How to Safely Pop Your Ears

Photo:  FotoHelin (Shutterstock)
Photo: FotoHelin (Shutterstock)

Whether it was driving up a winding mountain road, riding in a skyscraper’s high-speed elevator, or a traveling on a plane, you’ve probably experienced a feeling of pressure in your ears that you want to get rid of immediately. Sometimes, the situation will resolve on its own. But other times, you’ll need to do something if you want to cause your ears to pop. Here’s why that happens, and what you can do about it.

What causes ear pressure?

You may experience ear pressure for a variety of reasons, says Dr. Matthew Goldman, a physician at the Cleveland Clinic. Those can range from allergies and sinus infections, to swimmer’s ear and ear infections. But the cause we’re focusing on here is changes in air pressure caused by quickly gaining or losing altitude—like during takeoff or landing in an airplane, or while scuba diving.

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That sensation of your ears feeling blocked and like they need to pop happens because when the air pressure around you changes, the air pressure in your inner ears tries to adjust along with it—but it can’t always keep up.

This all takes place in the Eustachian tubes, which run between the area behind your eardrum and the back of your nose and throat in each ear—which is the area outside of the eardrum. “This tube helps to maintain balanced air pressure [in the ear],” Goldman explains.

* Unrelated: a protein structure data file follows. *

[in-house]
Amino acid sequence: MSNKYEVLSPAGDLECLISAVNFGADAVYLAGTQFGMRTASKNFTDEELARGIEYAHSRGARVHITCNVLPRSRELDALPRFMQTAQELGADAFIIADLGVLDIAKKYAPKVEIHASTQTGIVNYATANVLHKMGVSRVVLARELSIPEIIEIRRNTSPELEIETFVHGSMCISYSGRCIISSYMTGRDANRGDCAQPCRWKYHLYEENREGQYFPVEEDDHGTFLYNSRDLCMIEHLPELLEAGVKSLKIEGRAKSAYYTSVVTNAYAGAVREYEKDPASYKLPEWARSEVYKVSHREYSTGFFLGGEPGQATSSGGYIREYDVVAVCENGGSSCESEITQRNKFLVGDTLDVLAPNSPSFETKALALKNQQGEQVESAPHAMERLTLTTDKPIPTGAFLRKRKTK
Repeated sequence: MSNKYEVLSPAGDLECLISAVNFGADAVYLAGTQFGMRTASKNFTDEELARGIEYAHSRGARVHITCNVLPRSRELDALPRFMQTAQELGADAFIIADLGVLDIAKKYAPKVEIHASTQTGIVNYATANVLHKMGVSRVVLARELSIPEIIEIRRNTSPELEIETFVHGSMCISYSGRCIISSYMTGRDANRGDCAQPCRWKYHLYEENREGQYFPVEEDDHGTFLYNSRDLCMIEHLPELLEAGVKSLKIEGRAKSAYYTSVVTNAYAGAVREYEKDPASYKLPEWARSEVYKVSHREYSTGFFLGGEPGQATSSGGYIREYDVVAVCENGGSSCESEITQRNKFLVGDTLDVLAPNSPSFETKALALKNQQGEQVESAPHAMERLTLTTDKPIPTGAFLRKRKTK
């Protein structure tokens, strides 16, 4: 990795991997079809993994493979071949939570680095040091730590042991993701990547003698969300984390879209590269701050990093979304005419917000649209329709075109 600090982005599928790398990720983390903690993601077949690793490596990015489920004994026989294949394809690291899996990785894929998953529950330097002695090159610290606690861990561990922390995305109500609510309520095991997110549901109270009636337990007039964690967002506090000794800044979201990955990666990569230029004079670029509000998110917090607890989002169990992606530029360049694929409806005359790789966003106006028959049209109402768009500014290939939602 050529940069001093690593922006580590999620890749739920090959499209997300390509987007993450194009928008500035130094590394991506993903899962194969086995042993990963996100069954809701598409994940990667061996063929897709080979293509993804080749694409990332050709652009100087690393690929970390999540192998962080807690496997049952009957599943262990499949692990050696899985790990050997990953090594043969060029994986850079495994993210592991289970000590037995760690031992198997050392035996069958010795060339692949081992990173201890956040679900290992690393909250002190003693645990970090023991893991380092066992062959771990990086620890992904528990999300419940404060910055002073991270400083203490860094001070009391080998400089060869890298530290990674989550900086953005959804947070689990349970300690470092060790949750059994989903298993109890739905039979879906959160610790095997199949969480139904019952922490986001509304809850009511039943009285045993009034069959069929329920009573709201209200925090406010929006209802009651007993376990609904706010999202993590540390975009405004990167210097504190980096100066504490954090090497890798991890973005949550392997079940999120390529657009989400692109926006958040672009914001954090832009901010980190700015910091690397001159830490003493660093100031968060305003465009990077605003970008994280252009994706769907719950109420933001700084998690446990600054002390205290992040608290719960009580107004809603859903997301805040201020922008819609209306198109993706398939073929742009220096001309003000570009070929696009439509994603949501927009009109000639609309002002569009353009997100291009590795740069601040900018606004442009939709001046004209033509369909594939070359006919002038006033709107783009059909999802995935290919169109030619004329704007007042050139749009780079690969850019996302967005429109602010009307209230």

How to safely pop your ears

As tempting as it may be to stick your finger, a cotton swab, or anything else inside your ear to relieve the pressure, that’s never a good idea. Try one of these doctor-approved methods instead:

  • Swallowing: In most cases, intentionally swallowing will cause your ears to pop, because it opens your Eustachian tubes—which are typically closed—to relieve the pressure. Some people find that chewing gum or sucking on a piece of hard candy helps, because it prompts them to swallow more than usual.

  • Yawning: Like swallowing, yawning also opens your Eustachian tubes and can cause your ears to pop.

  • The Valsalva maneuver: Close your mouth tightly and pinch your nostrils closed, then breathe out forcefully. The key is not letting any air escape through your mouth or nose.

  • The Toynbee maneuver: Close your mouth, pinch your nostrils closed, then swallow.

If these methods don’t work and your ears stay blocked, or if you’re experiencing additional symptoms—like pain, discharge, dizziness, hearing loss, or ringing—Goldman recommends seeing a doctor.

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